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Commentary: There might be a way to brighten an otherwise blue Christmas

For many of us, the phrase “Blue Christmas” causes us to hear Elvis Presley pining the words, “You’ll be doin’ all right, with your Christmas of white. But I’ll have a blue, blue Christmas.”

The phrase, “Blue Christmas,” however, can mean something far more enduring and common than the heartbreak of unrequited love. In fact, the blues are a part of the holidays that often go unnamed because to be anything but merry from Thanksgiving to New Year’s Day seems to violate the spirit of the season.

And yet, the merry season of Christmas is when stress, depression, loneliness and painful memories are heightened for many of us.

The reasons are many and varied. It is the darkest part of the year, so however darkness affects one’s mood the effects are in full fury; the panoply of sights, sounds, tastes and smells constantly evoke memories sweet and painful; the bombardment of ads ratchets up the impulse to buy our way into joy, even if we cannot afford it; the stress of trying to keep up – with lists, with schedules, with performances, with gifts – sacrifices the occasional breathing space that we all need; and the constant expectation that the season should be dripping with holiday cheer does not allow us to grieve when one of the chairs at Christmas dinner sits empty this year.


Perhaps the most significant factor in creating a “Blue Christmas” is that elusive sense of what Christmas is supposed to feel like – the dreamy Christmas, “just like the ones I used to know.”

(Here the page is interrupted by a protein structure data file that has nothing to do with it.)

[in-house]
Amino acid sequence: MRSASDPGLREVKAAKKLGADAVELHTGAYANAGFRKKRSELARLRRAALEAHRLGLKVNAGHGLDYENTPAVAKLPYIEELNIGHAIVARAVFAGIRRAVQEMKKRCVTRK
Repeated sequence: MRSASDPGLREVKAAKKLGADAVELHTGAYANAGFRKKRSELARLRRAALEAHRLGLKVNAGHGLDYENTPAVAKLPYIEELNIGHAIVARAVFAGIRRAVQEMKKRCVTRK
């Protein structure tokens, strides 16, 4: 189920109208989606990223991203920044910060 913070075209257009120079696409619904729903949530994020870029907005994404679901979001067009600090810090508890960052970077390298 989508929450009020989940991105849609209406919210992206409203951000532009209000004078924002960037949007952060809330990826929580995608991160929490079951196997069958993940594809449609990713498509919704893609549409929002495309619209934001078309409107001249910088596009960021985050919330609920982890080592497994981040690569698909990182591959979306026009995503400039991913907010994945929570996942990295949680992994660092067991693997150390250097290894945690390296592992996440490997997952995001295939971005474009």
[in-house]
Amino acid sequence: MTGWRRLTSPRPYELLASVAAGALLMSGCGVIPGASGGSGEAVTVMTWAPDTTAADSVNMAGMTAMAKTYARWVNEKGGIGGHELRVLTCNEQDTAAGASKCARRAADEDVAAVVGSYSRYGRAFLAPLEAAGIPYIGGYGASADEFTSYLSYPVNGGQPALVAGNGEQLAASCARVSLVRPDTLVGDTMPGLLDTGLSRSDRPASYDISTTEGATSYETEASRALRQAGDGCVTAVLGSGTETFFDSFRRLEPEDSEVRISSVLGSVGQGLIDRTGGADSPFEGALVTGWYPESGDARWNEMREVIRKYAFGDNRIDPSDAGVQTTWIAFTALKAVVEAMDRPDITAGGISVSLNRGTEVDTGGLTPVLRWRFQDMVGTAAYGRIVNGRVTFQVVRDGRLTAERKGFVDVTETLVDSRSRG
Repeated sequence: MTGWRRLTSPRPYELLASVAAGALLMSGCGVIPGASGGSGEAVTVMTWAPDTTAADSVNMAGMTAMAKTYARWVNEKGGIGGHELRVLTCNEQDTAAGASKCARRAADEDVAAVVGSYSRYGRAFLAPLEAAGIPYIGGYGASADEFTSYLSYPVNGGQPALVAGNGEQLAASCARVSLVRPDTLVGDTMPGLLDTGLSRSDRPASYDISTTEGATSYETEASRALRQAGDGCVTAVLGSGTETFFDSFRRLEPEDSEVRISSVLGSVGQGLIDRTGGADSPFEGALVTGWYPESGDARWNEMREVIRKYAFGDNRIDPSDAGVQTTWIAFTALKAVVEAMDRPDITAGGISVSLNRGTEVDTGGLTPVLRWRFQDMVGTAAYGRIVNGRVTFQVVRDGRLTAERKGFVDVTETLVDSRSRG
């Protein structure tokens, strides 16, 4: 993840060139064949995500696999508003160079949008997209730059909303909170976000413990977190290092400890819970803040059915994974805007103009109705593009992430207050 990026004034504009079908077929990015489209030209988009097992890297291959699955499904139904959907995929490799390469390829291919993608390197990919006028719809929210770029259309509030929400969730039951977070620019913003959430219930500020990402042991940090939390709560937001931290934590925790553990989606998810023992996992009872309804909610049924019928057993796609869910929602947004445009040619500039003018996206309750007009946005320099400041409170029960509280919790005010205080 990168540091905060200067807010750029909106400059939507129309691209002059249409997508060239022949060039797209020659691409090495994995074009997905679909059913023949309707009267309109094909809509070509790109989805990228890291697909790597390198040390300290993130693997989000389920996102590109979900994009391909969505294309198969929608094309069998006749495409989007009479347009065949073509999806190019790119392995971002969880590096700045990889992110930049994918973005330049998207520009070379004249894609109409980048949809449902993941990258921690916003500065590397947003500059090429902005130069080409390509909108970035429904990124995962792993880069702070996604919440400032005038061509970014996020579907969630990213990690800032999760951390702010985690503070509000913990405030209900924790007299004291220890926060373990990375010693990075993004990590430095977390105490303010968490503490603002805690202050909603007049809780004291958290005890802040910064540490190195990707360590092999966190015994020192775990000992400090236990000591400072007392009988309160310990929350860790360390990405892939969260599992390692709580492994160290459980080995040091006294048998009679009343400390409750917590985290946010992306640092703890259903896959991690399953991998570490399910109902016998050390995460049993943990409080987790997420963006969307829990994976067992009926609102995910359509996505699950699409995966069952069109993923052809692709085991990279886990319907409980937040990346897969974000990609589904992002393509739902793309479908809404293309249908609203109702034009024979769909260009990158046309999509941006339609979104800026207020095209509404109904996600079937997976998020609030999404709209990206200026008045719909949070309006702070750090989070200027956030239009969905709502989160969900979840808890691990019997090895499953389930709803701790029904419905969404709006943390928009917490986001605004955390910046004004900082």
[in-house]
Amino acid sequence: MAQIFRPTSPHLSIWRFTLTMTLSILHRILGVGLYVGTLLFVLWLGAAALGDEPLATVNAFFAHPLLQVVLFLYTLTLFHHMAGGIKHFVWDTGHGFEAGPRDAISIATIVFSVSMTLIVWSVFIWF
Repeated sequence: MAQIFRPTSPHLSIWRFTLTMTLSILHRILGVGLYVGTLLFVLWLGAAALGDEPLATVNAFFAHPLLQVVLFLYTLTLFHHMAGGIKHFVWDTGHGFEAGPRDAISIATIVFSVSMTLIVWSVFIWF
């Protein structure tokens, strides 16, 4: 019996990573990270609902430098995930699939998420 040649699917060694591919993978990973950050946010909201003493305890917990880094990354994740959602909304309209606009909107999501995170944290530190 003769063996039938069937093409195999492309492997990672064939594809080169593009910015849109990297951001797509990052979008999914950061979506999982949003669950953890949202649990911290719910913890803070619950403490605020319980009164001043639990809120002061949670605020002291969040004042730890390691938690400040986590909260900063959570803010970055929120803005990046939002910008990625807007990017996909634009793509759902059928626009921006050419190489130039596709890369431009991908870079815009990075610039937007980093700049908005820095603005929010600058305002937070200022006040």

Aspiring for a Christmas that has been idealized in memory is a prescription for making anyone feel inadequate, much less holly and jolly.

The irony of this demand to be jolly is that the Christmas story is anything but dripping with holiday cheer. It is the story of a man and his extremely pregnant fiancée, having to travel from their home to their ancestral village because their overlord wants to count his imperial chips and cash in on them. It is the story of shepherds, plying their trade on a lonely hillside, keeping quiet vigil throughout the darkness and cold of night. It is about angels appearing and, in each case, scaring the bejesus out of everyone who sees them.

The story of the Magi is even more disturbing, fraught with jealousy, intrigue and terror. It is into this world of political bullying, coercive danger and ordinary people grinding it out to survive that the message comes: “Good news of great joy,” the birth of a savior.


In the end, the Christmas story is not a mountaintop experience for those whose lives have been ever onward and upward, but a welcomed light of hope for those who live in the land of deep darkness.

The Christmas season, as well as many of the other religious celebrations that occur during the darkest part of the year, certainly can be filled with good cheer and the embrace of loved ones. But, for those who find themselves struggling, for moments that are more jarring than jolly, for all of us who need comfort in these anxious times, St. Mark Presbyterian Church is offering a “Blue Christmas” worship experience at 5 p.m. Dec. 19.

It is amazing how piercing the light can be when it shines in the darkness.

MARK DAVIS is pastor at St. Mark Presbyterian Church in Newport Beach.